An idea for England would be to take as long as you need to finish the season — maybe that runs until November. Then start the 2020-21 season at the end of December, perhaps on Boxing Day! You can then play the full season from then until October. You can also flip the Champions League stages around. This would really help accommodate the winter World Cup in 2022.

How do you get back to your regular schedule after the 2022 World Cup? I have no idea.

But of course what works for England doesn’t necessarily work for the rest of Europe. In England you can play games through the summer, the weather isn’t that hot that you can’t (seriously guys — it’s not). However you can’t do that in Spain. In July in Madrid it’s still 97 degrees (36°C) at 10 pm! After the sun has gone down!

So there’s no perfect answer. We’re just left sitting here wondering. But that’s why it’s important to remember it’s only day 12. I know it feels like it’s been forever but we’re not even two weeks into this thing. We have to remember that. Right now it’s just day to day. Today might be bad but we can hope that tomorrow is better.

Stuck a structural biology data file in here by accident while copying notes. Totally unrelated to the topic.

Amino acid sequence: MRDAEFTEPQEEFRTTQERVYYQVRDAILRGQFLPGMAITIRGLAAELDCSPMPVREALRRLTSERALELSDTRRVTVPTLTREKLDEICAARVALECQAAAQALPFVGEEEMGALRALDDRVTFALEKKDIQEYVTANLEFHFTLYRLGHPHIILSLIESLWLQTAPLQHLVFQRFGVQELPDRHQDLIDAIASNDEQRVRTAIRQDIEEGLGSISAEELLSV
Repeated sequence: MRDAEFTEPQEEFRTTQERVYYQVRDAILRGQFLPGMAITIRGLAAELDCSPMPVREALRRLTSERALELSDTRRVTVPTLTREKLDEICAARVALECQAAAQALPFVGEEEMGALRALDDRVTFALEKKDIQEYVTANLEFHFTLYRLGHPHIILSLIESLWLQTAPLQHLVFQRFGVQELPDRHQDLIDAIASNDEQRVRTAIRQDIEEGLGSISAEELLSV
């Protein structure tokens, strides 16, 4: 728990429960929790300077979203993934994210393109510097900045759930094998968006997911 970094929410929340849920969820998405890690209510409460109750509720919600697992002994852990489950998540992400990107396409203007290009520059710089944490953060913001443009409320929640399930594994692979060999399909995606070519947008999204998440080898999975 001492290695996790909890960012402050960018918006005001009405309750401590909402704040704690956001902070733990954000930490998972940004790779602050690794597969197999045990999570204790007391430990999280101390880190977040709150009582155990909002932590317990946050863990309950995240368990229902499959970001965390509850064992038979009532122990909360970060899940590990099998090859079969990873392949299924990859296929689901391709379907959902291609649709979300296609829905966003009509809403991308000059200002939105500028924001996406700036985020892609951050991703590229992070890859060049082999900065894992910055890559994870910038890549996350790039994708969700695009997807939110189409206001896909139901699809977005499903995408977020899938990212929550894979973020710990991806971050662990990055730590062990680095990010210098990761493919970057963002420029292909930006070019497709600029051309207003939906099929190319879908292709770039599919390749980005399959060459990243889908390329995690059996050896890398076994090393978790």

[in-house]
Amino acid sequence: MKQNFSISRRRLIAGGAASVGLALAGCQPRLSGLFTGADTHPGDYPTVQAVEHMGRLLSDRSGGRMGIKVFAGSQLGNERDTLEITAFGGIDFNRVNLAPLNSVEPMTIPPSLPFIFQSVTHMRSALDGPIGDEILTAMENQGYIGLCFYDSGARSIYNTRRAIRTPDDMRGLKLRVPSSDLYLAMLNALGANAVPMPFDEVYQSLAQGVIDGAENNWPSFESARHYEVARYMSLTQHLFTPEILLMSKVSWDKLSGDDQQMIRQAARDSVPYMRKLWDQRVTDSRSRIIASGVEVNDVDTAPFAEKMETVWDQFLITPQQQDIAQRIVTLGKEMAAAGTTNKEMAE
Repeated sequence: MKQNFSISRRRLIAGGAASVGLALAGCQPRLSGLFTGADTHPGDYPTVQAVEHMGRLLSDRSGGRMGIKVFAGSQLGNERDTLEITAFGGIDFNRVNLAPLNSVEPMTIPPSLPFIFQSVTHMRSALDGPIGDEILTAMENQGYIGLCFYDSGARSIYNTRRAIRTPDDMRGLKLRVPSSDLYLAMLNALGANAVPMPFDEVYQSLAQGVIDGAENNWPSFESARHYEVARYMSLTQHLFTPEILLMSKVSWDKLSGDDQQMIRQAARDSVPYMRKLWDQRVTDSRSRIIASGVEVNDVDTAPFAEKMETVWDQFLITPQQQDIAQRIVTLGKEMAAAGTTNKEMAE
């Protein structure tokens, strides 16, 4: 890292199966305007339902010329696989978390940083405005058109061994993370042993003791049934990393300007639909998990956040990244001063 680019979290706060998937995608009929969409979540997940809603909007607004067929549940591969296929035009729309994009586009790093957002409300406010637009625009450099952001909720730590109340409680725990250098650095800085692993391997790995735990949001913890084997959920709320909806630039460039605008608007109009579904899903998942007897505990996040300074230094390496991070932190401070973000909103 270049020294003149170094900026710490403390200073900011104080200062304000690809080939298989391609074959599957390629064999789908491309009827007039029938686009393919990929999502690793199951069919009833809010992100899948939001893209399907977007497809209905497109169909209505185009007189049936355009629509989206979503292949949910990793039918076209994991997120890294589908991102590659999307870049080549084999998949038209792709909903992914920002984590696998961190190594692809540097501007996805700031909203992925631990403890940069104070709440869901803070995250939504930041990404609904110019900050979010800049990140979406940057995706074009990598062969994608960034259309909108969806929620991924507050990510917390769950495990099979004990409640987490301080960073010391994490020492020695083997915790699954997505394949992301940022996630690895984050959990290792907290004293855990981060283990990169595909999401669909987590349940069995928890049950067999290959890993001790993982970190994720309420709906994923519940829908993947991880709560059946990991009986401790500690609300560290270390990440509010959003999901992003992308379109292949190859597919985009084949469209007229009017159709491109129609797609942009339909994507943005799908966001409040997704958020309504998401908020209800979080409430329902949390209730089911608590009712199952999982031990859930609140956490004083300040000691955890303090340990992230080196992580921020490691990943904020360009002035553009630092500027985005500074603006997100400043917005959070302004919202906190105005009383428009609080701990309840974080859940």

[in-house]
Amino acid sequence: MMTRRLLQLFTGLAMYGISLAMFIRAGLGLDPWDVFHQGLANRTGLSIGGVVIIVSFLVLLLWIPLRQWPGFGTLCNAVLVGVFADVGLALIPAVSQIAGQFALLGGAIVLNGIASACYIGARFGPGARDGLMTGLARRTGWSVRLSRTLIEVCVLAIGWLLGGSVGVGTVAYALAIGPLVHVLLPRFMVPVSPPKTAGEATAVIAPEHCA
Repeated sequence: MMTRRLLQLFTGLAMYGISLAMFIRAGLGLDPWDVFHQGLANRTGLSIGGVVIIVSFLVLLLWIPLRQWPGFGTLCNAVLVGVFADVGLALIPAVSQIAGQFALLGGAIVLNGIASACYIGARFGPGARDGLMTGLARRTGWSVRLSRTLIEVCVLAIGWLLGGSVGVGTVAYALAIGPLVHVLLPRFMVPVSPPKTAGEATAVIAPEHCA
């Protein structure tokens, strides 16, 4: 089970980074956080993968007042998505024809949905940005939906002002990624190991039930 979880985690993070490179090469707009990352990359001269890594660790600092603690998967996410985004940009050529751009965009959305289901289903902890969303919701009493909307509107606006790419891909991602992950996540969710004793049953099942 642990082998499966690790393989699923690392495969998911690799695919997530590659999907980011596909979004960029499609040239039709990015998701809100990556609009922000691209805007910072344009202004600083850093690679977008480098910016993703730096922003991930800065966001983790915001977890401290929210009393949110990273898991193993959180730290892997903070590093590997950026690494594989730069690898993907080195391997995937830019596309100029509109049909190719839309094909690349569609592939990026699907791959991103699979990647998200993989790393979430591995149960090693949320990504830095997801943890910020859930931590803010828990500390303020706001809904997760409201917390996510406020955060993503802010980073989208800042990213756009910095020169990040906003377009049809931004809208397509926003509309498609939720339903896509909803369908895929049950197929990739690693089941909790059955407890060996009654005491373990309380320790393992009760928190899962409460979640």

Book Recommendations

As I said I’d be trying to post book recs every week and no point in giving up during week two. I’m still currently reading that damn book on the Qatar World Cup because, like I said, not a page turner.

United book: Manchester’s Finest by David Hall

A great memoir about how the city, not just United but Manchester as a whole was rocked by the Munich air disaster. Hall was only around 10-11 years old at the time and recounts how the city coped and got through the devastating accident.

Football book: The Mixer by Michael Cox

By far the best tactical book I’ve ever read. Michael Cox does a great job breaking down the tactical history of the first 25 years of the Premier League. This is not an x’s and o’s book. He uses the seasons, the great players, and great teams to illustrate his points, and weaves it into a very entertaining narrative. It’s written in a way that whether you have a strong tactical background or no tactical background you will find this book entertaining. You’ll also probably end up watching tons of Youtube clips about players/teams you may have forgotten about.

Until next time.